In this study, we characterised the pattern of fibrillar amyloid deposition and estimated its temporal relation with clinical onset in PSEN1 E280A mutation carriers and non-carriers from the largest known kindred with autosomal dominant Alzheimer’s disease. The cerebral pattern of fibrillar Aβ accumulation in the late preclinical and clinical stages of Alzheimer’s disease was similar to that reported in individuals with late-onset Alzheimer’s disease,5 including striatal uptake that was not out of proportion with that in other cortical regions. Fibrillar Aβ, as measured by 18F-PET, may begin to accumulate about 16 years before the median age at MCI onset and 21 years before the median age at dementia onset in this kindred. Accumulation exceeded the highest level noted in non-carriers at age 31 years in the PSEN1 E280A carriers, 13 years and 18 years before expected MCI and dementia onset, respectively. Fibrillar Aβ concentrations may increase steeply over about 9 years, and then begin to plateau about 6 years before the median age at MCI onset and 11 years before the median age at dementia onset. This pattern of cortical Aβ progression is consistent with hypothetical models proposed in late-onset Alzheimer’s disease.7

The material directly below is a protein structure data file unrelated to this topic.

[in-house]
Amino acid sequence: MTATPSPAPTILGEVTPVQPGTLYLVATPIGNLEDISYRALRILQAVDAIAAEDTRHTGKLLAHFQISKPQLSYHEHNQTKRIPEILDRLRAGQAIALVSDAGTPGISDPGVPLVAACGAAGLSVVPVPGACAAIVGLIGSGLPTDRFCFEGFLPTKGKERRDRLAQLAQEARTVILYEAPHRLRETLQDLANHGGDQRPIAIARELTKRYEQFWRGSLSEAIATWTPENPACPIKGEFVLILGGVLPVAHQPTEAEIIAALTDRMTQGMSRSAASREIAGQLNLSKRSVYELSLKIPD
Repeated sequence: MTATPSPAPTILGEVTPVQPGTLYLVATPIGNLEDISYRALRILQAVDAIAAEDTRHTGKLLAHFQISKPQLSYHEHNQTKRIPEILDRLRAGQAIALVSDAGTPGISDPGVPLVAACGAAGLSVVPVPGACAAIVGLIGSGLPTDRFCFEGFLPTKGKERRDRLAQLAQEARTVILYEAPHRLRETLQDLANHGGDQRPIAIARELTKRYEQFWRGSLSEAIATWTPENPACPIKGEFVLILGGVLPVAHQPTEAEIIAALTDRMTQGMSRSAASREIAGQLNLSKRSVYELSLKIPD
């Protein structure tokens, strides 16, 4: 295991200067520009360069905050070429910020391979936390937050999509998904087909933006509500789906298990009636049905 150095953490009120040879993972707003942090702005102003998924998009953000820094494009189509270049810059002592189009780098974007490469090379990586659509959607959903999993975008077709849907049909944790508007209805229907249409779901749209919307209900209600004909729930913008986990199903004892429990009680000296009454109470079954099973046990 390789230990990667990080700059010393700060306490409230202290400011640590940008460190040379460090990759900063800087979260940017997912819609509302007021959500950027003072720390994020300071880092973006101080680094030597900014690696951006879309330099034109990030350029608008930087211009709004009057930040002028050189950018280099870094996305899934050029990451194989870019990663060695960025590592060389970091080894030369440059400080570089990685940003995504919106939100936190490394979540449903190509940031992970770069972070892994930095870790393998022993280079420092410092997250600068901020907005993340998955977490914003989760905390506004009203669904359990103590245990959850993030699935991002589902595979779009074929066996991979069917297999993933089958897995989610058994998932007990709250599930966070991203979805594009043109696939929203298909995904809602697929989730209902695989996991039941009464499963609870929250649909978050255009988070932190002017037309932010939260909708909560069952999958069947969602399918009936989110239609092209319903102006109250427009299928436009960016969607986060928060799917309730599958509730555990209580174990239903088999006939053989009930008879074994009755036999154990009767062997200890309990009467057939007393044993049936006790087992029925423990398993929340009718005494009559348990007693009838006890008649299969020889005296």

In this study, we capitalised on data from a large, clinically and neuropathologically well characterised kindred, which allowed us to explore the association between fibrillar Aβ deposition with the estimated ages at MCI and dementia onset.12 Other biomarker studies in autosomal dominant Alzheimer’s disease have either been limited to small cohorts or assessed a heterogeneous cohort of autosomal dominant Alzheimer’s disease mutation carriers from several different families (panel).2,13,14,28 The largest of these studies included 88 mutation carriers and 40 non-carriers from 51 different genetic kindreds, including various APP, PSEN1, and PSEN2 mutations.2 The study reported 11C-Pittsburgh compound B PET increases about 15 years before the mean expected age of symptom onset of 45·7 years (SD 6·8). These data are consistent with our findings, although there are several differences in study design. Since different mutations for autosomal dominant Alzheimer’s disease can produce differences in clinical presentation and pathology,15,16 the study of a single mutation kindred would be expected to reduce variability in clinical and pathological outcome measures such as age at clinical onset and patterns of amyloid distribution. Also, unlike previous cohort studies, we used an 18F amyloid PET tracer, which might detect different binding patterns than the more commonly used 11C-Pittsburgh compound B in these populations. Also, the DIAN study used a semi-structured interview and available historical data from a first-degree relative of each participant to estimate their age of expected symptomatic onset, whereas in our study we report median age at which participants were expected to meet formal diagnostic criteria for MCI (44 years, 95% CI 43–45) and Alzheimer’s disease (49 years, 49–50) estimated from a cohort of 449 single-mutation carriers.12 Because in the PSEN1 E280A mutation kindred age is predictive of clinical onset, cross-sectional assessments across a wide age range in this well-defined cohort are perhaps analogous to what might be expected from the assessment of longitudinal trajectories of biomarker change. Our findings are also similar to proposed trajectories of asymptomatic cortical amyloidosis in cross-sectional studies of ageing and late-onset Alzheimer’s disease, with amyloid buildup occurring 15–20 years before typical symptomatic disease onset.4,25 However, unlike cross-sectional studies of asymptomatic cortical amyl oidosis in healthy elderly individuals, all PSEN1 E280A mutation carriers are destined to develop Alzheimer’s disease. For these reasons, this study offered a unique opportunity to assess biomarker progression in Alzheimer’s disease without needing decades of longitudinal data to assess true data-driven trajectories of change. Our group previously assessed fluid and imaging biomarkers of Alzheimer’s disease in a younger cohort (mean age 22 years, range 18–26 years) from this kindred.18 We showed that, at this earlier age range, differences occurred in functional and structural MRI findings, suggesting that, unlike in some hypothetical models of late-onset Alzheimer’s disease7 and findings from the recent DIAN study,2 structural and functional imaging changes might be detectable before cortical amyloid deposition. However, although eight participants from the previous study18 also participated in this subsequent amyloid PET study, with investigators remaining masked to mutation carrier status, the previous study of younger individuals cannot be directly compared with the amyloid data presented here. In the DIAN study,2 hippocampal volume was reduced in carriers compared with non-carriers 15 years before expected symptom onset. One reason why we were able to identify structural brain changes at an earlier age might be because of potential heterogeneity of pathological abnormalities in the DIAN study, or their use of a less sensitive measure of hippocampal volume than the voxel-based findings reported in the study by Reiman and colleagues.18